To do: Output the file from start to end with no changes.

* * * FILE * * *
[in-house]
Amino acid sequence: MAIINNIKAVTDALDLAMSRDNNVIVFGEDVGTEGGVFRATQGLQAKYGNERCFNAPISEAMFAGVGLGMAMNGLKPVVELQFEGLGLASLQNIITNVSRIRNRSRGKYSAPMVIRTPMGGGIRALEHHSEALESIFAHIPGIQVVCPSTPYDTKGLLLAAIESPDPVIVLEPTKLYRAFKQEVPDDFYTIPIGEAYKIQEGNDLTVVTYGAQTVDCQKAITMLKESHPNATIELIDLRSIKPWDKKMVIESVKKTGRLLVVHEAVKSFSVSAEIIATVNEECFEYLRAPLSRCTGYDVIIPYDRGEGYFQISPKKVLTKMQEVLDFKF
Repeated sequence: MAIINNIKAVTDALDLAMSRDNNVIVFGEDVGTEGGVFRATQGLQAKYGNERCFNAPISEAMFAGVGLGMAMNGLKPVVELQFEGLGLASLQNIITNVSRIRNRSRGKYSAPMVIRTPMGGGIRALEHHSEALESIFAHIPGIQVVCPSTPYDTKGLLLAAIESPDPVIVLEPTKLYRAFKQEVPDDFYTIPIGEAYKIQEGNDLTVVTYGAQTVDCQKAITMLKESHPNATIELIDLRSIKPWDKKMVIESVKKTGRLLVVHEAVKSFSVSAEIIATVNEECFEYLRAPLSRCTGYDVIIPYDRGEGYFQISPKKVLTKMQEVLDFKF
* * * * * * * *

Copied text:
[in-house]
Amino acid sequence: MAIINNIKAVTDALDLAMSRDNNVIVFGEDVGTEGGVFRATQGLQAKYGNERCFNAPISEAMFAGVGLGMAMNGLKPVVELQFEGLGLASLQNIITNVSRIRNRSRGKYSAPMVIRTPMGGGIRALEHHSEALESIFAHIPGIQVVCPSTPYDTKGLLLAAIESPDPVIVLEPTKLYRAFKQEVPDDFYTIPIGEAYKIQEGNDLTVVTYGAQTVDCQKAITMLKESHPNATIELIDLRSIKPWDKKMVIESVKKTGRLLVVHEAVKSFSVSAEIIATVNEECFEYLRAPLSRCTGYDVIIPYDRGEGYFQISPKKVLTKMQEVLDFKF
Repeated sequence: MAIINNIKAVTDALDLAMSRDNNVIVFGEDVGTEGGVFRATQGLQAKYGNERCFNAPISEAMFAGVGLGMAMNGLKPVVELQFEGLGLASLQNIITNVSRIRNRSRGKYSAPMVIRTPMGGGIRALEHHSEALESIFAHIPGIQVVCPSTPYDTKGLLLAAIESPDPVIVLEPTKLYRAFKQEVPDDFYTIPIGEAYKIQEGNDLTVVTYGAQTVDCQKAITMLKESHPNATIELIDLRSIKPWDKKMVIESVKKTGRLLVVHEAVKSFSVSAEIIATVNEECFEYLRAPLSRCTGYDVIIPYDRGEGYFQISPKKVLTKMQEVLDFKF